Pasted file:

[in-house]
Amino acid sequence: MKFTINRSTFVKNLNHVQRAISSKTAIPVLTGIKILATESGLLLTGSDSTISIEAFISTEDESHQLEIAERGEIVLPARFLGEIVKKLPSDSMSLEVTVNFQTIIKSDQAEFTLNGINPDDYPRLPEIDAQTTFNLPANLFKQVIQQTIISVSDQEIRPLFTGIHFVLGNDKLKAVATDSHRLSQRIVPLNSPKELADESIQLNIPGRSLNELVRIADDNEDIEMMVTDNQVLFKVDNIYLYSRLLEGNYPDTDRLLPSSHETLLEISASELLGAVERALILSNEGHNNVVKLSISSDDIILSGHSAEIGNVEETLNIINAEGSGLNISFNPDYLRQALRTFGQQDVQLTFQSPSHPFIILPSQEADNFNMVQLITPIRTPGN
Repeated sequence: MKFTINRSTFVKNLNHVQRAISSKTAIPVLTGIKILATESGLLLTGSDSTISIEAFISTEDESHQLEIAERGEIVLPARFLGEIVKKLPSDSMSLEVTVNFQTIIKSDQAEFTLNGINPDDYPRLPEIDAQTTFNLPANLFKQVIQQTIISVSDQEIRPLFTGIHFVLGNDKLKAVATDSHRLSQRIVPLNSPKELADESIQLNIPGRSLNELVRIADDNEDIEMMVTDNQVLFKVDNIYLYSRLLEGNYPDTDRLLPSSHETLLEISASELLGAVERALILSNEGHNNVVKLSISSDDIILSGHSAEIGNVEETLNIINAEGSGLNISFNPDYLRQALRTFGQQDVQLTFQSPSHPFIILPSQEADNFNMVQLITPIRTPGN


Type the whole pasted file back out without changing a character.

[in-house]
Amino acid sequence: MKFTINRSTFVKNLNHVQRAISSKTAIPVLTGIKILATESGLLLTGSDSTISIEAFISTEDESHQLEIAERGEIVLPARFLGEIVKKLPSDSMSLEVTVNFQTIIKSDQAEFTLNGINPDDYPRLPEIDAQTTFNLPANLFKQVIQQTIISVSDQEIRPLFTGIHFVLGNDKLKAVATDSHRLSQRIVPLNSPKELADESIQLNIPGRSLNELVRIADDNEDIEMMVTDNQVLFKVDNIYLYSRLLEGNYPDTDRLLPSSHETLLEISASELLGAVERALILSNEGHNNVVKLSISSDDIILSGHSAEIGNVEETLNIINAEGSGLNISFNPDYLRQALRTFGQQDVQLTFQSPSHPFIILPSQEADNFNMVQLITPIRTPGN
Repeated sequence: MKFTINRSTFVKNLNHVQRAISSKTAIPVLTGIKILATESGLLLTGSDSTISIEAFISTEDESHQLEIAERGEIVLPARFLGEIVKKLPSDSMSLEVTVNFQTIIKSDQAEFTLNGINPDDYPRLPEIDAQTTFNLPANLFKQVIQQTIISVSDQEIRPLFTGIHFVLGNDKLKAVATDSHRLSQRIVPLNSPKELADESIQLNIPGRSLNELVRIADDNEDIEMMVTDNQVLFKVDNIYLYSRLLEGNYPDTDRLLPSSHETLLEISASELLGAVERALILSNEGHNNVVKLSISSDDIILSGHSAEIGNVEETLNIINAEGSGLNISFNPDYLRQALRTFGQQDVQLTFQSPSHPFIILPSQEADNFNMVQLITPIRTPGN